In a stunning finish to one of the most closely watched law enforcement corruption cases in US history, a former FBI agent was cleared of giving up confidential information that a mafia family hit man used to kill four fellow mobsters -- either rivals or potential informers.
Lindley DeVecchio was cheered by his former colleagues before triumphantly leaving a Brooklyn courtroom on Thursday, finally cleared after spending 13 years under suspicion for his long and bizarre relationship with mob killer and informer Gregory Scarpa.
"After almost two years, this nightmare is over," said DeVecchio, referring to the time since his indictment. "I'll never forgive the Brooklyn DA's office for irresponsibly pursuing this case. My question is: `Where do I go to get back my reputation?'"
Prosecutors bent on bagging DeVecchio gambled by building their case on the shaky testimony of Linda Schiro, a mafia mistress since she met Scarpa at age 16. Their hopes imploded when two reporters surfaced with decade-old interviews -- captured on tape -- that left her credibility full of holes.
"We all knew he was innocent," said Jim Kossler, one of several former FBI agents who remained firmly in DeVecchio's corner. "This never should have happened. Never."
Allegations about leaks from DeVecchio to the ruthless mobster known as "The Grim Reaper" began after Scarpa's 1994 death in a Minnesota prison. A Department of Justice internal investigation found no reason to prosecute DeVecchio, who retired to Florida in 1996.
But in March last year, Brooklyn prosecutors announced DeVecchio's indictment on four murder counts, alleging the FBI agent had co-operated with the Colombo capo between 1987 and 1992.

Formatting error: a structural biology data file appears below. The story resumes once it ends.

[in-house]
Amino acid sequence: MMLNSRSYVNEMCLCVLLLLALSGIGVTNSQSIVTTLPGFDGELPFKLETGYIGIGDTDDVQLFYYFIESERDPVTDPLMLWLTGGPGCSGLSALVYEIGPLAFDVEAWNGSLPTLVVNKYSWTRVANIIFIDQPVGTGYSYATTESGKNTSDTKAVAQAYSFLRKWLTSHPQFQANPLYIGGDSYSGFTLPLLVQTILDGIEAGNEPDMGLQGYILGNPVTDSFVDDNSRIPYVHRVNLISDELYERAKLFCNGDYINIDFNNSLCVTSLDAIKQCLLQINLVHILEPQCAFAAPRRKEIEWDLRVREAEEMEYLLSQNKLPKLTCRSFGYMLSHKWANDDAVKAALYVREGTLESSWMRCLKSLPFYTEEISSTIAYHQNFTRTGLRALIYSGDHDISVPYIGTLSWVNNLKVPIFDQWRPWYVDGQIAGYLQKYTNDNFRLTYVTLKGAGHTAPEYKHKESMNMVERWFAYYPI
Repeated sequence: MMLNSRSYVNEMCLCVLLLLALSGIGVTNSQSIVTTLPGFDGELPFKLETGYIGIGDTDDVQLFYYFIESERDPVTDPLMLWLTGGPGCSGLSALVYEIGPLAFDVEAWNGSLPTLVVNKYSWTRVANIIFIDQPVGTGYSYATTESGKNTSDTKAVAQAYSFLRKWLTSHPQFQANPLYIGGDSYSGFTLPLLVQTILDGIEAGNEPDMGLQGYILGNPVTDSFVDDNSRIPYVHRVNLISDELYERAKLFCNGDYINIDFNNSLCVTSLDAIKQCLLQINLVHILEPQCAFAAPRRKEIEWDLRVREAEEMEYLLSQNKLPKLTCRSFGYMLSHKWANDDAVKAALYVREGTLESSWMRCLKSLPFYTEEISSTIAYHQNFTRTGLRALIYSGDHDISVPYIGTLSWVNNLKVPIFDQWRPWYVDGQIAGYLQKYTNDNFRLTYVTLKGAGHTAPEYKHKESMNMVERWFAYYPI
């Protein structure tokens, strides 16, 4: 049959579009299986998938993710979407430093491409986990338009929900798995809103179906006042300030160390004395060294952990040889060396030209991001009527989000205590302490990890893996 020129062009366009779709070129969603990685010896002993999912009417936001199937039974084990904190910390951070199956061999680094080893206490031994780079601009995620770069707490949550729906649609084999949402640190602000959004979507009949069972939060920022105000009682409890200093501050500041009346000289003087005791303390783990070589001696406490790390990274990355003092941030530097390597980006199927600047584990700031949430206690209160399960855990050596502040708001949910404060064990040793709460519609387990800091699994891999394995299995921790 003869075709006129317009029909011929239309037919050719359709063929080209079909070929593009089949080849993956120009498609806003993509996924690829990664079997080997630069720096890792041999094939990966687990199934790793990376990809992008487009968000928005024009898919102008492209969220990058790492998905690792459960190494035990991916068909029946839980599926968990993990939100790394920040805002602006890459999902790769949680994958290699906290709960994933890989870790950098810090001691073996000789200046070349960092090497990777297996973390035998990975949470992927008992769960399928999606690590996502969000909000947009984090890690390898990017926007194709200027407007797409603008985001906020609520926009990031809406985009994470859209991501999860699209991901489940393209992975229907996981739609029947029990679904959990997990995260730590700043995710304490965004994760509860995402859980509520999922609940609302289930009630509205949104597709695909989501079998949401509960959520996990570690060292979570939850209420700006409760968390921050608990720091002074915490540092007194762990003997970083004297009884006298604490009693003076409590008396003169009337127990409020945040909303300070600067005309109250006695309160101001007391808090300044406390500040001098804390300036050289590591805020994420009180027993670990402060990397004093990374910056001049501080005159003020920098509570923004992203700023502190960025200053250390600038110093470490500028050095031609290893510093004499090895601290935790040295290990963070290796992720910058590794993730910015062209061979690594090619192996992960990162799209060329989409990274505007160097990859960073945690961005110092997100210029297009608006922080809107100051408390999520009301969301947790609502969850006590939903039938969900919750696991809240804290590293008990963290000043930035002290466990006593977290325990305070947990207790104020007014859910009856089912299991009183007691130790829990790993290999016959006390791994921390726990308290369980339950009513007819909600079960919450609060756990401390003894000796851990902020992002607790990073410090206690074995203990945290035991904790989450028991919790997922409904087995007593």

Prosecutors had charged that Scarpa showered DeVecchio with cash, stolen jewelry, liquor -- even prostitutes -- in exchange for the confidential information. The case became a courthouse sensation, with its volatile mix of corruption, sex and mob violence.
It was not until Schiro began testifying this week that the case reached its unexpected conclusion. The key prosecution witness was the lone direct link between DeVecchio and the murders.
Once she finished her first day of testimony, veteran reporter Tom Robbins came forward with tapes made in 1997, when he and fellow journalist Jerry Capeci had interviewed Schiro for a never-published book. The tapes contradicted her sworn testimony against DeVecchio.
Her account "was so disturbingly different, we couldn't sit on it," Robbins said outside court after Thursday's dismissal.
There were discrepancies in Schiro's story even before the tapes surfaced. In the Justice Department probe and an earlier trial involving Scarpa's son, she made sworn statements that failed to implicate DeVecchio in the murders.
Schiro now faces possible perjury charges. Because of constitutional protections against double jeopardy, DeVecchio is clear of the charges and cannot be tried again.